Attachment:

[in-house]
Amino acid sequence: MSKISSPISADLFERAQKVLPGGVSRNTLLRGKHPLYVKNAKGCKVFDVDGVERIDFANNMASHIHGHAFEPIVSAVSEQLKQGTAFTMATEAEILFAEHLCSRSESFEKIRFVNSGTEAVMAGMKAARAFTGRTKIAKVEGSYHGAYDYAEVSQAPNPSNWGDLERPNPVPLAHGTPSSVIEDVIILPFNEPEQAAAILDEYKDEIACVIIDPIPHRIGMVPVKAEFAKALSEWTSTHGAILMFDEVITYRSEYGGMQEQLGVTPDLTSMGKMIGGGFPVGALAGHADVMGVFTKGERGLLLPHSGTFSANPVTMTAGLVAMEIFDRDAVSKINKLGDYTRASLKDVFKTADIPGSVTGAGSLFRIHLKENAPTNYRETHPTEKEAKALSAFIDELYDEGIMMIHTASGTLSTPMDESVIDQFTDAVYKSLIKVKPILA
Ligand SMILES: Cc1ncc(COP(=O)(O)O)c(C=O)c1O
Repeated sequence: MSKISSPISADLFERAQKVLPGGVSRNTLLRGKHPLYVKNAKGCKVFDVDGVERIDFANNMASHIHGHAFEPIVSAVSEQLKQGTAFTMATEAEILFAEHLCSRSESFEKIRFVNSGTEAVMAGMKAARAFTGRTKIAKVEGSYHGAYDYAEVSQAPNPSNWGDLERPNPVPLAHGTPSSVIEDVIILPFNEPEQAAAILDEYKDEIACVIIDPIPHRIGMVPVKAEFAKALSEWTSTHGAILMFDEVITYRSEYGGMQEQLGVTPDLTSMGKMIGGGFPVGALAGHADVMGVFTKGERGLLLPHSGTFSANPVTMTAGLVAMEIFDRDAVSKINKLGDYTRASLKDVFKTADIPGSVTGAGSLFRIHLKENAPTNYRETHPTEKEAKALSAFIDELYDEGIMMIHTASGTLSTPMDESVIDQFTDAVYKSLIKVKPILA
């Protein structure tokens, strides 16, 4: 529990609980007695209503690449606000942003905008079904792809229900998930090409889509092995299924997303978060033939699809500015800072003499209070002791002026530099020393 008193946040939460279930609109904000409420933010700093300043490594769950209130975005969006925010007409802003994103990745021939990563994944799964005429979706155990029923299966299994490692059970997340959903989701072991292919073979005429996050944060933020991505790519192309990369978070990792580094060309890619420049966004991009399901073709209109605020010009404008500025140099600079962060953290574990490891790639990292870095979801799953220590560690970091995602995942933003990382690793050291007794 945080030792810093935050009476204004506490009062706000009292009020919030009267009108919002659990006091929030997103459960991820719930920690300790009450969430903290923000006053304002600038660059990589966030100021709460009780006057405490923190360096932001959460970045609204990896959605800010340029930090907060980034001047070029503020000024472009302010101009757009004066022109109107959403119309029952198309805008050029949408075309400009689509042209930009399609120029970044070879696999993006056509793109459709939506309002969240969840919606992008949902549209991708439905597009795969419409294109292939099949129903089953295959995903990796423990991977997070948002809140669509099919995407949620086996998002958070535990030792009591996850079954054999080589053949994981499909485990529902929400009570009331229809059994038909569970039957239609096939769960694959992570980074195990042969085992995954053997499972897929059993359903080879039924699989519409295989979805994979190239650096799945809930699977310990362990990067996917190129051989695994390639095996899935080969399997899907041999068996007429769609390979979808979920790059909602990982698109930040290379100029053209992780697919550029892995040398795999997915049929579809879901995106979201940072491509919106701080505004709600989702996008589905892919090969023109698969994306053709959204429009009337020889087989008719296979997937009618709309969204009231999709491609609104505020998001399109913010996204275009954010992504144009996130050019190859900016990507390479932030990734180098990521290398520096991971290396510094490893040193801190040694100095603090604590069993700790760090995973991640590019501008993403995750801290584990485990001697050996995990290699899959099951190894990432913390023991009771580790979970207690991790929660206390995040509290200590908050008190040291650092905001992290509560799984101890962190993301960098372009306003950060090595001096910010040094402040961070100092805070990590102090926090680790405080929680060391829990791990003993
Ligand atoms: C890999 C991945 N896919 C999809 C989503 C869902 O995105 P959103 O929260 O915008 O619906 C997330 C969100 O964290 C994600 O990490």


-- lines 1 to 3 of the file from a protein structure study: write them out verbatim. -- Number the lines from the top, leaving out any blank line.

[in-house]
Amino acid sequence: MSKISSPISADLFERAQKVLPGGVSRNTLLRGKHPLYVKNAKGCKVFDVDGVERIDFANNMASHIHGHAFEPIVSAVSEQLKQGTAFTMATEAEILFAEHLCSRSESFEKIRFVNSGTEAVMAGMKAARAFTGRTKIAKVEGSYHGAYDYAEVSQAPNPSNWGDLERPNPVPLAHGTPSSVIEDVIILPFNEPEQAAAILDEYKDEIACVIIDPIPHRIGMVPVKAEFAKALSEWTSTHGAILMFDEVITYRSEYGGMQEQLGVTPDLTSMGKMIGGGFPVGALAGHADVMGVFTKGERGLLLPHSGTFSANPVTMTAGLVAMEIFDRDAVSKINKLGDYTRASLKDVFKTADIPGSVTGAGSLFRIHLKENAPTNYRETHPTEKEAKALSAFIDELYDEGIMMIHTASGTLSTPMDESVIDQFTDAVYKSLIKVKPILA
Ligand SMILES: Cc1ncc(COP(=O)(O)O)c(C=O)c1O